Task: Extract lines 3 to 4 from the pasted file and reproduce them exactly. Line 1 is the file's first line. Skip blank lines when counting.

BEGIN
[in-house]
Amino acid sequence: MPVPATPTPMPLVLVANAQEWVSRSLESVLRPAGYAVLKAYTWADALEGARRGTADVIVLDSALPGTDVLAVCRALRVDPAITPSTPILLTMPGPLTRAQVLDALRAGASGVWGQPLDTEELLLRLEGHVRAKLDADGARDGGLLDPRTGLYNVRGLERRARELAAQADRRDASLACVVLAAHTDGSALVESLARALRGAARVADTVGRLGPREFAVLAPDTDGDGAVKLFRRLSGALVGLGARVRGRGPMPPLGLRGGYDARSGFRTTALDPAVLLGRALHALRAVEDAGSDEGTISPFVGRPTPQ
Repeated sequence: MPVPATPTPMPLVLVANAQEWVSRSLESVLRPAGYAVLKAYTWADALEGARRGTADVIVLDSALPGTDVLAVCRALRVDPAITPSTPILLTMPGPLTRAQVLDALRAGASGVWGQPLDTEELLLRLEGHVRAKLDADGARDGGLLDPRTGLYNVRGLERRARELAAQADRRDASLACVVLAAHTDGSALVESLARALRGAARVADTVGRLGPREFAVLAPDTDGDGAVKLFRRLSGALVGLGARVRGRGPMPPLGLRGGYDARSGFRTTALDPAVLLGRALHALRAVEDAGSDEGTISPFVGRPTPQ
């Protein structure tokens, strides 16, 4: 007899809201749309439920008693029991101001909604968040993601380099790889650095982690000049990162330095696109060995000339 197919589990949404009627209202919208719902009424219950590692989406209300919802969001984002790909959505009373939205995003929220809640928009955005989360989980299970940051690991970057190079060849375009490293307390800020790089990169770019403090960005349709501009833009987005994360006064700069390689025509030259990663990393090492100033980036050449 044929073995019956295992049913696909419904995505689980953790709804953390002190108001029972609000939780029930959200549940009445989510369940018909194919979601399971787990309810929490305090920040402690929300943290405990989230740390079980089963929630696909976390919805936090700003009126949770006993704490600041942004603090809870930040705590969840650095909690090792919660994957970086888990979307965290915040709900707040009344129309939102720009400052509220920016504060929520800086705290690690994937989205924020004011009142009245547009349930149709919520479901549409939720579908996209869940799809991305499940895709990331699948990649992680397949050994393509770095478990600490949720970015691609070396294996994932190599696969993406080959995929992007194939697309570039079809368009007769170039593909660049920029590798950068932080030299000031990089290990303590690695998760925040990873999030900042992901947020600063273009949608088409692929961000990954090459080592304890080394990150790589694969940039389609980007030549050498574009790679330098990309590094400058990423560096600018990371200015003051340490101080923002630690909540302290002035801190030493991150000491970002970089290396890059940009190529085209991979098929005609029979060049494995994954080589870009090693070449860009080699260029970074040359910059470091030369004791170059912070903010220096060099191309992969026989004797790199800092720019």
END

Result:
Repeated sequence: MPVPATPTPMPLVLVANAQEWVSRSLESVLRPAGYAVLKAYTWADALEGARRGTADVIVLDSALPGTDVLAVCRALRVDPAITPSTPILLTMPGPLTRAQVLDALRAGASGVWGQPLDTEELLLRLEGHVRAKLDADGARDGGLLDPRTGLYNVRGLERRARELAAQADRRDASLACVVLAAHTDGSALVESLARALRGAARVADTVGRLGPREFAVLAPDTDGDGAVKLFRRLSGALVGLGARVRGRGPMPPLGLRGGYDARSGFRTTALDPAVLLGRALHALRAVEDAGSDEGTISPFVGRPTPQ
């Protein structure tokens, strides 16, 4: 007899809201749309439920008693029991101001909604968040993601380099790889650095982690000049990162330095696109060995000339 197919589990949404009627209202919208719902009424219950590692989406209300919802969001984002790909959505009373939205995003929220809640928009955005989360989980299970940051690991970057190079060849375009490293307390800020790089990169770019403090960005349709501009833009987005994360006064700069390689025509030259990663990393090492100033980036050449 044929073995019956295992049913696909419904995505689980953790709804953390002190108001029972609000939780029930959200549940009445989510369940018909194919979601399971787990309810929490305090920040402690929300943290405990989230740390079980089963929630696909976390919805936090700003009126949770006993704490600041942004603090809870930040705590969840650095909690090792919660994957970086888990979307965290915040709900707040009344129309939102720009400052509220920016504060929520800086705290690690994937989205924020004011009142009245547009349930149709919520479901549409939720579908996209869940799809991305499940895709990331699948990649992680397949050994393509770095478990600490949720970015691609070396294996994932190599696969993406080959995929992007194939697309570039079809368009007769170039593909660049920029590798950068932080030299000031990089290990303590690695998760925040990873999030900042992901947020600063273009949608088409692929961000990954090459080592304890080394990150790589694969940039389609980007030549050498574009790679330098990309590094400058990423560096600018990371200015003051340490101080923002630690909540302290002035801190030493991150000491970002970089290396890059940009190529085209991979098929005609029979060049494995994954080589870009090693070449860009080699260029970074040359910059470091030369004791170059912070903010220096060099191309992969026989004797790199800092720019």